The Market Impacts of Retail Investors

BY | June 17, 2021

Just over the past two weeks, the share price of AMC Entertainment has gone from trading around $12 per share to over $50 per share fueled by the retail trading crowd and online investing blogs. Events such as these are nothing new and we are confident that there will be more events such as these in the future. Here at Silicon Hills Wealth, we wanted to dig into some detailed research to discover what is truly driving these price swings and the impacts it is having on markets. We also wanted to provide some answers for our clients on how they should view these events and what action, if any, they should take.

The Impact of Robinhood Investors

To understand the impacts retail traders are having on security prices, we analyzed two research papers published in the Swiss Finance Institute where the authors explain the concept of inelastic markets and their hypothesis on why a small subset of investors are having major impacts on security prices 1,2,3. Below are some of the highlights from the research:

  • Despite Robinhood traders holding only 0.2% of the equity market, they accounted for 10% of the variation in stock returns during Q2 of 2020
  • Robinhood traders herd into specific stocks, showing similar trading behavior across the majority of accounts on any given trading day
  • Robinhood traders have a preference for trading in small cap stocks, the aggregate market capitalization of small cap stocks would have been 25% lower without Robinhood demand in the first 6 months of 2020
  • Robinhood traders were a major source of liquidity for markets during the Covid-19 panic in March 2020; the Robinhood platform promotes a “contrarian” investing behavior where investors anchor on previous prices and expect prices to revert to their original level

It is clear to see that despite their small amount of capital relative to the entire US equity market, Robinhood traders and retail investors alike can generate massive pricing pressures on securities, in particular small cap stocks with high social media attention.

Elastic vs. Inelastic Investors

How can a small group of investors with limited capital have such a profound impact on markets? A new theory titled “The Inelastic Markets Hypothesis” explains how the rise of passive ownership of securities and the movement of capital from individual households to institutions has created a unique market dynamic over the recent decades. Not all investors are created equal; many large institutional money managers along with pensions, insurance companies and endowments trade infrequently in the market. Passive index funds are perfectly inelastic in theory since they do not trade based on changes in prices, passive investors accept the markets price (price takers vs price makers) and hold a market-cap weighted portfolio in perpetuity. For example, when GameStop experienced a drastic increase in price back in January the company’s weighting in the Russell 2000® index also dramatically increased relative to other positions in that index; however, index investors did not sell their shares since they hold a market-cap weighted portfolio.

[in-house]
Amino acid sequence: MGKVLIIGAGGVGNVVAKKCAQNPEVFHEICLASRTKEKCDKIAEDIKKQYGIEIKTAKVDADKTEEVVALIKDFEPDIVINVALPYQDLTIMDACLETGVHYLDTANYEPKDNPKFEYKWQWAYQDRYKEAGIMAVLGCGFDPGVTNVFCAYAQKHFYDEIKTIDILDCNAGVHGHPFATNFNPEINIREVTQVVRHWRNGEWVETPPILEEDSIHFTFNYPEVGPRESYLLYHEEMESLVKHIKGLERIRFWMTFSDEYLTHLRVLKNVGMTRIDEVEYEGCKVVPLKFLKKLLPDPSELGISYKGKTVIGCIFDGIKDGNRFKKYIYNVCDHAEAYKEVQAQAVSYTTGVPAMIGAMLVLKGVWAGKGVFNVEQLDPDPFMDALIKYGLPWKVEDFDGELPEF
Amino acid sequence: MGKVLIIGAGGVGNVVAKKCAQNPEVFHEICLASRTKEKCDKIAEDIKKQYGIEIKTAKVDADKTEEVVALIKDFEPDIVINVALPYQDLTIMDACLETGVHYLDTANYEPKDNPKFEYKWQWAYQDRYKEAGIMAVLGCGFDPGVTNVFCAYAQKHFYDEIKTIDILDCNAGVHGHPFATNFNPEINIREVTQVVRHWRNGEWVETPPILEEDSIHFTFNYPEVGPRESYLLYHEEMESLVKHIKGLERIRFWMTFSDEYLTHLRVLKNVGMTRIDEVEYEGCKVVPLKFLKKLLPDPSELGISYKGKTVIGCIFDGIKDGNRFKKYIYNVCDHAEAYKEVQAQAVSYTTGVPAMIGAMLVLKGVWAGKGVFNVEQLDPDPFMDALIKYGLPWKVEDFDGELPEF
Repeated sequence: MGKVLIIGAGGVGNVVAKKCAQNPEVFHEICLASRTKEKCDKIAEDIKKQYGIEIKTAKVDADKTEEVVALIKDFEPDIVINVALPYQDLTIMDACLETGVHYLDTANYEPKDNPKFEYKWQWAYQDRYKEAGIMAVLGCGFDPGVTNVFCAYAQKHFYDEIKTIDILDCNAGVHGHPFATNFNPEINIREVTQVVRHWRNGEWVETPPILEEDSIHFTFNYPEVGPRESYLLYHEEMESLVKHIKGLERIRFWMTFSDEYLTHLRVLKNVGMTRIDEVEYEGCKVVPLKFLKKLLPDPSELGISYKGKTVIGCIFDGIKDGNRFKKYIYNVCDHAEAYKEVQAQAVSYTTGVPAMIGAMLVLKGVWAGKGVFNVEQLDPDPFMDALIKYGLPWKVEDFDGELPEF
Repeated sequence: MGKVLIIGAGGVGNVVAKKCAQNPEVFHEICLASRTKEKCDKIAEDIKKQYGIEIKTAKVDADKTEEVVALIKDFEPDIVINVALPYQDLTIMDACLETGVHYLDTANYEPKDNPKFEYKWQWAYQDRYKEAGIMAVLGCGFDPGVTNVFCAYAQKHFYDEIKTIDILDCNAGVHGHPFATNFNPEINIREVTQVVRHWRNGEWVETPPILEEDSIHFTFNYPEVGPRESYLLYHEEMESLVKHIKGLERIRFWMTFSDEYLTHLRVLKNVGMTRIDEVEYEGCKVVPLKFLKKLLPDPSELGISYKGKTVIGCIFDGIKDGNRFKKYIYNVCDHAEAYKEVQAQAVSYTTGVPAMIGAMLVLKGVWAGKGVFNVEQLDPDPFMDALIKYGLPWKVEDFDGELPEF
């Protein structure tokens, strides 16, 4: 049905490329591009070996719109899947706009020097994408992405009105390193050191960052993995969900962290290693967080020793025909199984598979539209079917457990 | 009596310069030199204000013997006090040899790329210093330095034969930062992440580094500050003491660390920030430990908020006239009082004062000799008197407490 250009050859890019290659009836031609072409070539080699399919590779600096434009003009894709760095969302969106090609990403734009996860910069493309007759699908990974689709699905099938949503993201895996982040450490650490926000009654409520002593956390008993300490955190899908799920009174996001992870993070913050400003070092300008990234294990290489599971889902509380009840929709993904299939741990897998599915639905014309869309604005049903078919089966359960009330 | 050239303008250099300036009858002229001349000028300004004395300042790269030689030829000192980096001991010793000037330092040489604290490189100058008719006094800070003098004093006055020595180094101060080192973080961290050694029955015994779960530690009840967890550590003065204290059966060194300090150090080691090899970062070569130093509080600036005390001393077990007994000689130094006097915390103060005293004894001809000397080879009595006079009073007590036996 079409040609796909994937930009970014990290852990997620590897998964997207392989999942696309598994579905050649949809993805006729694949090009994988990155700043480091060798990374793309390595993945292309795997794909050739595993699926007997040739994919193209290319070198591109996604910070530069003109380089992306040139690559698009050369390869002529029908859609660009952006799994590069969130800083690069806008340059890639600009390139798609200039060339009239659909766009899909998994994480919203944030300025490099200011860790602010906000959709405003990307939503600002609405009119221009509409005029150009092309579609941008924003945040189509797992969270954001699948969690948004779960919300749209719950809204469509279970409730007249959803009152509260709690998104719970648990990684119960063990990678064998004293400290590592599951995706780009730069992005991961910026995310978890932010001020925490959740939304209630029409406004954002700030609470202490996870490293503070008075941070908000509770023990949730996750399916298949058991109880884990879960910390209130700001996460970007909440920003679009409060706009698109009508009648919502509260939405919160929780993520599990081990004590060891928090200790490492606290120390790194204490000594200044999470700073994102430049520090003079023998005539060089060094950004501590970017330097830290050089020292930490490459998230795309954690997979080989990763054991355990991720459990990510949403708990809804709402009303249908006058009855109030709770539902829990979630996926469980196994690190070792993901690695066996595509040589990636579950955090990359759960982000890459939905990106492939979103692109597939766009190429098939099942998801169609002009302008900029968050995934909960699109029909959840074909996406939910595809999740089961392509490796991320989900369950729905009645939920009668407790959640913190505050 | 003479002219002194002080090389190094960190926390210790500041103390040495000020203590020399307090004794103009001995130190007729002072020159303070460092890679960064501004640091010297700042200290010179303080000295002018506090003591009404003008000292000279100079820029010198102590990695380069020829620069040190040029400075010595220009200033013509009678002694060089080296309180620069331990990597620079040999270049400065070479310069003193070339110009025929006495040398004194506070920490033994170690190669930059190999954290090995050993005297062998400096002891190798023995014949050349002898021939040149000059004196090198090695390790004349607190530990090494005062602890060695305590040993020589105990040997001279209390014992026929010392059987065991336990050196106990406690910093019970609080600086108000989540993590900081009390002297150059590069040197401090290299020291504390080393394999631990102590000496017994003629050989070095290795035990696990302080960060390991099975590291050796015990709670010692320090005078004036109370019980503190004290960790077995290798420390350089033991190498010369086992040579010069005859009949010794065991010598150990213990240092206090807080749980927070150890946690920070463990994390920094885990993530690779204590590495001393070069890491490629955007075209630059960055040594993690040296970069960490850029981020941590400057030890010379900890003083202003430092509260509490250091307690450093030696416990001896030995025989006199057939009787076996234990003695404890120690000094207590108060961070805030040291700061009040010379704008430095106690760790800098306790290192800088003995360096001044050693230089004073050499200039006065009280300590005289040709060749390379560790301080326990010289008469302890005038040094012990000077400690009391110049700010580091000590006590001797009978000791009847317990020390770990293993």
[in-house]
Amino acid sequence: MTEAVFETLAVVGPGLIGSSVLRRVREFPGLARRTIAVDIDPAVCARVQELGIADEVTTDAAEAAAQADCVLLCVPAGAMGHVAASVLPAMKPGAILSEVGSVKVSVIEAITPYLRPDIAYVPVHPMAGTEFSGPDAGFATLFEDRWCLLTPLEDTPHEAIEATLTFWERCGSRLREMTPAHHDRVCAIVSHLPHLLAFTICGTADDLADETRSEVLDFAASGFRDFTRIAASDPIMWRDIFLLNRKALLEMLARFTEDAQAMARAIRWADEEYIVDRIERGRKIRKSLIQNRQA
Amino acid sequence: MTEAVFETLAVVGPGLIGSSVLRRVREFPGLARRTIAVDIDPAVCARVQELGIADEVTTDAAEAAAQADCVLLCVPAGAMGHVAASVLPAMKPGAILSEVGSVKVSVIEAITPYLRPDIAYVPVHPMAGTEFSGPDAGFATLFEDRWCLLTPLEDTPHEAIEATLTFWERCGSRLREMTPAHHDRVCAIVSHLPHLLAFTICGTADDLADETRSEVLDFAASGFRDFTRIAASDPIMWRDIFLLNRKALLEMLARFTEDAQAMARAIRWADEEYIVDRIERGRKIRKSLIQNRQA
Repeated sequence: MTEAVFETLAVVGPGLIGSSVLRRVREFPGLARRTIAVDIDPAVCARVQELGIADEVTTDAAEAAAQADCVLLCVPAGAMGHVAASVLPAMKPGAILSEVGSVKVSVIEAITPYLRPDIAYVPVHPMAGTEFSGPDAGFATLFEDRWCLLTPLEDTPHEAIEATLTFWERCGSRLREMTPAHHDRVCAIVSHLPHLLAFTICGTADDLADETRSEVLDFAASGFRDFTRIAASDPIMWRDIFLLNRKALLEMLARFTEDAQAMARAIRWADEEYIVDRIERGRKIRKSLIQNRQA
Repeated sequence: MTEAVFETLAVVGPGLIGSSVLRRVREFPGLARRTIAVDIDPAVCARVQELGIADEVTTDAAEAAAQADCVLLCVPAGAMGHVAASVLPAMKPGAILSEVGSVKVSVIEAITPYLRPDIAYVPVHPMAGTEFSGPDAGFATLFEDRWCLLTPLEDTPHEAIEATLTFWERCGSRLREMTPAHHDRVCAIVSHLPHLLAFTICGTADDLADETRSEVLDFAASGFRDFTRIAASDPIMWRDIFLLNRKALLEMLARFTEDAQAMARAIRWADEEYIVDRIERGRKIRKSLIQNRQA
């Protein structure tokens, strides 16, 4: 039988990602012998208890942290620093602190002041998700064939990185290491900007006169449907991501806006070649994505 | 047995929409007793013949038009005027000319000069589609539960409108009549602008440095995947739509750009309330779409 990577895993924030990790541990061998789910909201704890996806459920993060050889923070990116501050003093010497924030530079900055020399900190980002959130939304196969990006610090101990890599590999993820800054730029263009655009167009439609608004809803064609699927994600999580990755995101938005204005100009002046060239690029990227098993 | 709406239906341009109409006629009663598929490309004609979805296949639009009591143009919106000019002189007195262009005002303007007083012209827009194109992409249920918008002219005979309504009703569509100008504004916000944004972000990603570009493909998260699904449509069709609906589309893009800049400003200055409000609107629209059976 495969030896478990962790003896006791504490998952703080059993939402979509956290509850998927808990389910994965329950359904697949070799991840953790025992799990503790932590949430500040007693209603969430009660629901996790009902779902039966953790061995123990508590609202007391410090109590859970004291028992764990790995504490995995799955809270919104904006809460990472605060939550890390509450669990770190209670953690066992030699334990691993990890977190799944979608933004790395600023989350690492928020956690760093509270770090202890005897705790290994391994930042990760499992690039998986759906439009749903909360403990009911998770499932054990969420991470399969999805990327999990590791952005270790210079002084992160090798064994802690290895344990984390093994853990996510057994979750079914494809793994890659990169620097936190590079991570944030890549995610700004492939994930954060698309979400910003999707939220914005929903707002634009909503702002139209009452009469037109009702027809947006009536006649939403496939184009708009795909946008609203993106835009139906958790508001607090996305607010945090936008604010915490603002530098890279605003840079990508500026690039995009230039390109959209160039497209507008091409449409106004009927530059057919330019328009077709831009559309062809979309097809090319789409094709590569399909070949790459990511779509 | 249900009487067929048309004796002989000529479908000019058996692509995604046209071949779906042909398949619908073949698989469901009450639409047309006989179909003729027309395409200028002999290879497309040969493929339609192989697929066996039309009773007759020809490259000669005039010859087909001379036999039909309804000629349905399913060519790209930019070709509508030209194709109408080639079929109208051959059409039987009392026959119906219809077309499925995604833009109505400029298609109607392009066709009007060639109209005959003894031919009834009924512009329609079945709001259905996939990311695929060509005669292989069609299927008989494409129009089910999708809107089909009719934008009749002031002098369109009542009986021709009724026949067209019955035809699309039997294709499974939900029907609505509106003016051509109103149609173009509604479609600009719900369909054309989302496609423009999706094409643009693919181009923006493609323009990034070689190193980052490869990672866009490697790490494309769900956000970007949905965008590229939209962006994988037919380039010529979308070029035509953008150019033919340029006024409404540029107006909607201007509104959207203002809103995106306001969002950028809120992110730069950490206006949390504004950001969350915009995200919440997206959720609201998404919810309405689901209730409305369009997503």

Where is the Money?

Over 60% of GameStop’s shares were held by passive investors that do not actively trade in markets. The hedge funds that were holding GameStop short would not provide additional liquidity as this would add to their short exposure. The researchers show that purchasing just 10% of the outstanding shares would generate a 55% increase in the price of GameStop; a multiplier of 5.5.

Figure 2 – “The Equity Market Implications of the Retail Investment Boom” pg. 34 – (Beck & Jaunin, April 2021)

On the table shown above, we see that if Robinhood investors had not engaged in buying Ford Motor Co. in the second quarter of 2020 providing liquidity to the market, the stock would have produced a 16.41% return versus the 25.88% rally it experienced.


The purpose of this article is not to label Robinhood in a positive or negative light; instead, we wanted to provide clarity on recent events within the markets that have investors asking questions. Platforms such as Robinhood have introduced and engaged a broader audience to the process of investing. There are both positive and negative effects that have developed in markets. Capital markets are not static, meaning they change and adapt over time through innovation, research, and technological advancement.

The rise of low-cost passive investing has provided generous benefits to investors by allowing them to access the markets returns in a low-cost tax efficient manner; however, market dynamics may also be changing with this rise in passive investing. Could too much of a good thing be bad? We will have to wait and see but the evidence supports the notion that retail traders are having a greater impact on security prices due to the inelastic nature of passive indexing. At Silicon Hills Wealth, we believe that combining the low-cost, rules-based approach of index investing with an active systematic touch can mitigate events such as GameStop and AMC and allow investors to benefit from the best of both approaches.

1 Gabaix, Xavier and Koijen, Ralph S. J., In Search of the Origins of Financial Fluctuations: The Inelastic Markets Hypothesis (May 15, 2021). Swiss Finance Institute Research Paper No. 20-91, Available at SSRN: or

2 van der Beck, Philippe and Jaunin, Coralie, The Equity Market Implications of the Retail Investment Boom (January 30, 2021). Swiss Finance Institute Research Paper No. 21-12, Available at SSRN: or

3 Gabaix, Xavier and Koijen, Ralph S. J., In Search of the Origins of Financial Fluctuations: The Inelastic Markets Hypothesis (May 15, 2021). Swiss Finance Institute Research Paper No. 20-91, Available at SSRN: or

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